Analysis of any number of mass events in human history will turn up any number of causes but beneath the surface motivations, the root cause is often—in one way or another—resources.
Exploration is often motivated by a search for resources: silk, gold, oil, slaves. Wars often are the result of a search for resources or access to them. Religious activity is often motivated by resources or the lack of them.
Our social and archaeological visits to the Southwest that have generated those evaluations and have exposed us to a coming crisis is shaping up there today—and there are signs that the crisis is not in that part of the country alone. There are worries in Missouri already.
Our work in finding and recording ancient pueblo societies in the Four Corners area has involved an exploration of their movements and the reasons for their movements as well as the apparent reasons for some of their behaviors.
The ancient pueblo people who created the cliff dwellings and their fates appear less mysterious than popular culture portrays when the archaeological evidence is examined. Your correspondent has no scholarly credentials to offer to this discussion, but we have listened to and read numbers discussions by scholars. (Kind of like, “I’m not an archaeologist but I stayed at a hotel full of them once” type of thing.)
One line of thought is that those people a thousand years ago left the Mesa Verde cliff dwellings area and the great cities such as Chaco Canyon’s communities because they used up the resources. A combination of increased population produced by improved diets and a 45-year drought forced people to abandon their river-valley dwellings and move to alcoves in cliffs that were more secure in increasingly troubled times and offered better protection for the food supplies they harvested in the valley and on the cliff tops. As things became more desperate there seemed to have been a rise in religious activity, some of it sacrificial, in an effort to please the gods that had withdrawn the means of survival for some reason. At the same time, the various competing societies became more militant and combative in their quest for the limited resources available.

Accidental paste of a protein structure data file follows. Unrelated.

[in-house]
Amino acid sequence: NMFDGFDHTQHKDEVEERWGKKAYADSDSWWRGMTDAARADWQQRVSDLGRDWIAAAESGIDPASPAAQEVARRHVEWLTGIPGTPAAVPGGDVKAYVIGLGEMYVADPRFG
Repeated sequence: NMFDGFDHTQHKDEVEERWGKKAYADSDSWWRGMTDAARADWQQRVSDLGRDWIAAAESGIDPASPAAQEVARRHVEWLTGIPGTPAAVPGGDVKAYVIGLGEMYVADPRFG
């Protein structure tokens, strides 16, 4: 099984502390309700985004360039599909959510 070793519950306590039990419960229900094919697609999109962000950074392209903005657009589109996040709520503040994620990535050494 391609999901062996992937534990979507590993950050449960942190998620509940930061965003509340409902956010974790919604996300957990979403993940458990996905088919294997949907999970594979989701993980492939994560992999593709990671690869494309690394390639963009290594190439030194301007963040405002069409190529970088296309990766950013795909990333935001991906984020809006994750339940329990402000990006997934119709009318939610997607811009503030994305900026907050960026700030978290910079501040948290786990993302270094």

It’s a human story repeated many times throughout the world. The availability of resources motivates us as a species, often in ways that overcome reason and humanity.
There are those who think a crisis that could produce conflicts at various levels is shaping up with water. We already are seeing skirmishes. You might have noticed some already. Some old-timers will recall the upheaval that was caused by a proposed South Dakota plan to pump water from the Missouri River to Wyoming’s coal-producing areas where it would be mixed with coal to produce a slurry that would flow in another pipeline to powerplants in the southeast.
The issue is growing serious in the Southwest again.
The newspaper in Casa Grande, Arizona that we read a few days ago carried an Associated Press story that the flow of the Colorado River, “the most important waterway in the American Southwest,” is almost twenty percent less than it was before a drought now in its eighteenth year.
Researchers Brad Udall and Jonathan Overpeck, in The Journal of Water Resources, note seven states and part of Mexico are served by the Colorado’s 246,000 mile basin. The area includes forty million people and 6,300 acres of farmland. But the two great impoundments from which water is drawn by various communities and other entities are stressed. They find water storage levels at Lake Mead, behind Hoover Dam, and at Lake Powell, behind the Glen Canyon Dam is forty-two and forty-six percent. There are fears that Lake Mead could drop so far that cuts will soon have to be made in water deliveries to Arizona and Nevada, the first states to feel the shortage under multistate water use agreements.
(How far has the water level in Lake Mead dropped? Consider the town of St. Thomas, Nevada. It was flooded in 1938 by water backing up behind Hoover Dam. At one time, water about sixty feet deep covered the tallest remaining structures on the site. Today, you can walk the streets of St. Thomas, Nevada again. It’s on National Park Service Land.)